What is it like to be an elephant calf?
Yesterday, by way of refreshment from enumerating the falsehoods in Sholto Byrnes’s review of our book, Jeremy and I chatted a little about elephants. He’d sent me a picture of the Toronto elephants playing water games, so I made him envious by saying I used to join the Seattle elephants in their pool to scrub their backs and generally play with them. This led to a discussion of how one gets used to being around such large animals, and Jeremy asked if they knew not to tread on people by accident. I said they do, and told a little story to illustrate, and he thought I should share it, so I will. Consider it refreshment from whatever you need refreshment from.
One of those summer pool-play days, I was standing a short distance away from the pool and the youngest calf, Sri, who was about three at the time, was standing at the edge of it. She was about my height then, but so is an SUV – she was about my height and weighed several times as much. The older calf, Chai, was in the pool and she suddenly gave Sri a playful bump from behind that sent her rocketing straight toward me, too fast for me to jump out of the way. Sri slammed on the brakes in order not to crash into me. It’s not easy to do that! She had to dig in her feet and brace her legs and just jar herself to a stop – and she did. I was very impressed by that (not to mention very relieved). She was just a kid, but she not only knew not to crash into me, she knew it mattered enough to make a big effort.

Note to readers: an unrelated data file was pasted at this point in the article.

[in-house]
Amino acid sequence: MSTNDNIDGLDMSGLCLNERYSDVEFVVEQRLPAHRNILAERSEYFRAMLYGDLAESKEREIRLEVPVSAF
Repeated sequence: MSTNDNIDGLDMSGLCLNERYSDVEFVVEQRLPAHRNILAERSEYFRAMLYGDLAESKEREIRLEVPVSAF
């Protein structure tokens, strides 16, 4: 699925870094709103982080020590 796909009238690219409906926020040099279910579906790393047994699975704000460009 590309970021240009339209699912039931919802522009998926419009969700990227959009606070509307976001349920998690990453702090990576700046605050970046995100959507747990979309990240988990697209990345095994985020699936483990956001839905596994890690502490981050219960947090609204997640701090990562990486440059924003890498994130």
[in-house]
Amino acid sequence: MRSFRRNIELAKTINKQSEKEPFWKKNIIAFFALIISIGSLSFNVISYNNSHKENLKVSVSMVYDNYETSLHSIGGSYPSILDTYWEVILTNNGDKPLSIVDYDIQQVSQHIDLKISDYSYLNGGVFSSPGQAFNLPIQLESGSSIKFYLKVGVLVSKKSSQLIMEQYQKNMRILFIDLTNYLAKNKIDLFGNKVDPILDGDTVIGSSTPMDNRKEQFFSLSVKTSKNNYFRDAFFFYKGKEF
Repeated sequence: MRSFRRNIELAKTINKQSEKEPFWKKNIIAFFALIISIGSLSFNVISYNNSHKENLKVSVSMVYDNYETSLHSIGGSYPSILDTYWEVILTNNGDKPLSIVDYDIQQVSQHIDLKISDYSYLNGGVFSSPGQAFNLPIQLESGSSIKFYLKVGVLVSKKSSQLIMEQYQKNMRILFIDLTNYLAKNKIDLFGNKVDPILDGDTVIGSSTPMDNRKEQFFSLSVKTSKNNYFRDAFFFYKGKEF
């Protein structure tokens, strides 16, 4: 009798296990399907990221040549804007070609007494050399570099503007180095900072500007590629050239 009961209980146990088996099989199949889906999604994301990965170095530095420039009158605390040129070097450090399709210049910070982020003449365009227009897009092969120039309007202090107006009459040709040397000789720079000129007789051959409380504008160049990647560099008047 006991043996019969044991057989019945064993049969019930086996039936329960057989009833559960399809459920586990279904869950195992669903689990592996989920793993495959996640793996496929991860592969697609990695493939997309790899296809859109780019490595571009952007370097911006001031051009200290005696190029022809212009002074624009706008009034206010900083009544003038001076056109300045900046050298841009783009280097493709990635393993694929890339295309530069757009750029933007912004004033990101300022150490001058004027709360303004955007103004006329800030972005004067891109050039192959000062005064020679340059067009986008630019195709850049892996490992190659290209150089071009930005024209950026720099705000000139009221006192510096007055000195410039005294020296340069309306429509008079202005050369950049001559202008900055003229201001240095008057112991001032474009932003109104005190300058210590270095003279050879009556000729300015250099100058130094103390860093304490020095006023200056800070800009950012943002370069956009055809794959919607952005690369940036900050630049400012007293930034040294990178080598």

The Toronto ‘phants on Saturday:
|From Safari 2009-06-27|